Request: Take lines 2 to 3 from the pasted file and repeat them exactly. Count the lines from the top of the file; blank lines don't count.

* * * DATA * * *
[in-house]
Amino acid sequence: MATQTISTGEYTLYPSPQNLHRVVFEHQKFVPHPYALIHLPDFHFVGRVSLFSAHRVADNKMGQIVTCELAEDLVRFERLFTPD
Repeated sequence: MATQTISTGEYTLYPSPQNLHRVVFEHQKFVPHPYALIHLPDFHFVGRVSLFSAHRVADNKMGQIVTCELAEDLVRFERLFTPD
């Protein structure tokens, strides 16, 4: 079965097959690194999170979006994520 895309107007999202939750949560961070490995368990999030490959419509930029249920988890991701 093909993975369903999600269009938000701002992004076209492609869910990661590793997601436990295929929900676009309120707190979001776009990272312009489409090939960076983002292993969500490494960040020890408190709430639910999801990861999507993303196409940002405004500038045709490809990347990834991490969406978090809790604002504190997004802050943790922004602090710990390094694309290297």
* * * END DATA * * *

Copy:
Amino acid sequence: MATQTISTGEYTLYPSPQNLHRVVFEHQKFVPHPYALIHLPDFHFVGRVSLFSAHRVADNKMGQIVTCELAEDLVRFERLFTPD
Repeated sequence: MATQTISTGEYTLYPSPQNLHRVVFEHQKFVPHPYALIHLPDFHFVGRVSLFSAHRVADNKMGQIVTCELAEDLVRFERLFTPD